Further to last month’s weather alerts tip, several readers asked about El Niño. This weather disturbance where Pacific Ocean temperatures alter dramatically, can bring heavy rains to the western U.S. and Canada, and dry and unsettled weather elsewhere – southeastern U.S. and southeastern Asia.

Ten Checklist Preparations

Here are 10 preps for you to protect families, homes, and businesses. Asterisks (*) below mean there is little or no coverage in your basic insurance policies!

  1. Don’t ignore the warnings – we humans are great at dismissing risks and having incomplete understanding of possible impacts.
    • In 1998 nothing happened until mid-January despite dramatic warnings – then rains hit with a vengeance.
    • In the San Francisco area it rained for two straight months!
    • Stay alert, follow the news, and make some preparations!
  2. Flooding creeks and rivers can cause huge damages. Even slopes and hillsides can become torrents when parched, and then turn into foul mudflows (resulting from flooding).*
    • Sandbags and other types of protection – like plywood sheets – need to be ready beforehand.*
  3. Flood insurance may be useful, but take action early – it takes 30+ days until you’re covered!*
    • Your normal property policies do not cover floods. And there are very broad definitions in the exclusions.
    • Landslides and mudslides and usually deemed “earth movement” are also excluded from basic policies even if rain and floods are present.*
  4. Clean gutters, rooftops, downspouts, etc. Animals and debris can quickly cause big problems.
  5. Clean or alert public works to clogged storm drains; check backup prevention valves on your property to be sure they are operational.*
  6. Beware of trees weakened by drought – they can lose root strength and fall unexpectedly.
  7. Dangerous driving conditions from severe rain can cause hydroplaning and serious accidents.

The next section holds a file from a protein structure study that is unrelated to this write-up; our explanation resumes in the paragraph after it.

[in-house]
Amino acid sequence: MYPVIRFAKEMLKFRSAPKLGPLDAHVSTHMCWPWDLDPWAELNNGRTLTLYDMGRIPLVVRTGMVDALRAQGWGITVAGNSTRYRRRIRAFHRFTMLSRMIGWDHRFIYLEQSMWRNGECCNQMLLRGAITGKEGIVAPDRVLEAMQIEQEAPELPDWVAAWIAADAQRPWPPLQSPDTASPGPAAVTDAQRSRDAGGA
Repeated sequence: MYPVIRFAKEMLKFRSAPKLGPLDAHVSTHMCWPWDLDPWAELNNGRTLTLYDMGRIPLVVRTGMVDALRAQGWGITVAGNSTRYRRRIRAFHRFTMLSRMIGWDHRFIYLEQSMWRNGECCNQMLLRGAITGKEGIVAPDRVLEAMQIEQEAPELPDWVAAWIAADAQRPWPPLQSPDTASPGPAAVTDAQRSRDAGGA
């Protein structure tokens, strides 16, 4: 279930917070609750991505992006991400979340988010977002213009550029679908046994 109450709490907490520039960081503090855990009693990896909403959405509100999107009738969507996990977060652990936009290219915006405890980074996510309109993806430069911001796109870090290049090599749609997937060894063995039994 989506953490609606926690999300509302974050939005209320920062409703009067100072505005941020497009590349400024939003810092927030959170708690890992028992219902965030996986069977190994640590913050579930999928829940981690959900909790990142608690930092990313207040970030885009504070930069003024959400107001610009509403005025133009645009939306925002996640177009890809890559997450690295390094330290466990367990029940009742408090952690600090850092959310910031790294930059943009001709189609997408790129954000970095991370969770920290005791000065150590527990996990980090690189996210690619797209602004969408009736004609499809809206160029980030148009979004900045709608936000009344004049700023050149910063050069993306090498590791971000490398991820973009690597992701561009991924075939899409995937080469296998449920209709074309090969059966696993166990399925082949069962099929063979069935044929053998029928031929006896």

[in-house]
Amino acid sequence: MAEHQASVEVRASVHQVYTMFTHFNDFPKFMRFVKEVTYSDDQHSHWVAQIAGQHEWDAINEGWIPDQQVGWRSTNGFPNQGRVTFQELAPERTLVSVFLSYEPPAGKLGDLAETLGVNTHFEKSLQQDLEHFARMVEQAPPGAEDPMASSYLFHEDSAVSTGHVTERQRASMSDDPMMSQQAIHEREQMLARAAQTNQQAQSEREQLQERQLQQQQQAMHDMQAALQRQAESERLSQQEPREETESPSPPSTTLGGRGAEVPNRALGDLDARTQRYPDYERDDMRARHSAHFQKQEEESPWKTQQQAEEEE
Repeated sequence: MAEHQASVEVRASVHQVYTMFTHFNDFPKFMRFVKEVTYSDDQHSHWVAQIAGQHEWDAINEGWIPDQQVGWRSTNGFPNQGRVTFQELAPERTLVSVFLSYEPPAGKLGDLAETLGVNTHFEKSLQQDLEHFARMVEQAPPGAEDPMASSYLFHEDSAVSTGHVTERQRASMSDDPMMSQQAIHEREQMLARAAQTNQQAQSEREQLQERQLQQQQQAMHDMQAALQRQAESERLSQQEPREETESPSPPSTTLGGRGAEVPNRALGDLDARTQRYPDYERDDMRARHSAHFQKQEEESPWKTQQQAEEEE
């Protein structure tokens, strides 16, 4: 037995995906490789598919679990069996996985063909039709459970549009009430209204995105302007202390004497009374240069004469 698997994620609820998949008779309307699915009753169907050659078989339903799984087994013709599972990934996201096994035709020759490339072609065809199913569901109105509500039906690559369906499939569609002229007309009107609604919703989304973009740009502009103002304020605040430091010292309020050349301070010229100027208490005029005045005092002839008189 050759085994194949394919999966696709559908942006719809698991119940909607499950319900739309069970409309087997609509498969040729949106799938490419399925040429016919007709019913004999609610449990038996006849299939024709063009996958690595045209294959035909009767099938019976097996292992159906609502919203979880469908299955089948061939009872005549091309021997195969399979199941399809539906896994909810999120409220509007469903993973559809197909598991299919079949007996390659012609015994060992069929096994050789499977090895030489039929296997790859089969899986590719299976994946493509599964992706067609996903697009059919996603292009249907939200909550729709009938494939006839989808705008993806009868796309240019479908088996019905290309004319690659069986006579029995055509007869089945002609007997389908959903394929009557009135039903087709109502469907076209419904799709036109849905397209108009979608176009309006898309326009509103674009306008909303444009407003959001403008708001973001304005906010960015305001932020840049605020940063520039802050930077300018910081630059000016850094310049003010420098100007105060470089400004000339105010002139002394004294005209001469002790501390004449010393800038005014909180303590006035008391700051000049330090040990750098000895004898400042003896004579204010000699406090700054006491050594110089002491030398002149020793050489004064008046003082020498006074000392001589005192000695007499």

8. Blackouts can happen unexpectedly – from vehicles or trees taking out power lines or poles. Make sure you have enough flashlights and extra batteries – candles are a no-no due to fire hazard!
  9. Emergency supplies can mean survival in dire circumstances – now is the time to update and refresh.
    • Consider supplies of food, water, extra clothing, flashlights and other necessities in vehicles and at workstations.
  • Evacuation plans must include mapping out your routes to higher ground.
    • You must be able to contact family members and coordinate locations – often someone out of the immediate area is easier to reach.
    • A “go bag” can contain essential clothing, glasses, medications, car keys, and cash for a fast exit.
    • The mantra for your gas tank should be: “half-full is empty.”


  • FEMA has many tips about flood protection and safety: ready.gov/floods.
  • So does the California Coastal Commission: coastal.ca.gov/ – search for El Niño for property preparedness checklists.
  • The National Weather Service can be a useful source for forecasts: http://www.noaa.gov/.
  • Local newspapers and special magazines may have articles of interest – search for El Niño.

Your municipal Public Works department may have suggestions and sandbags for residents.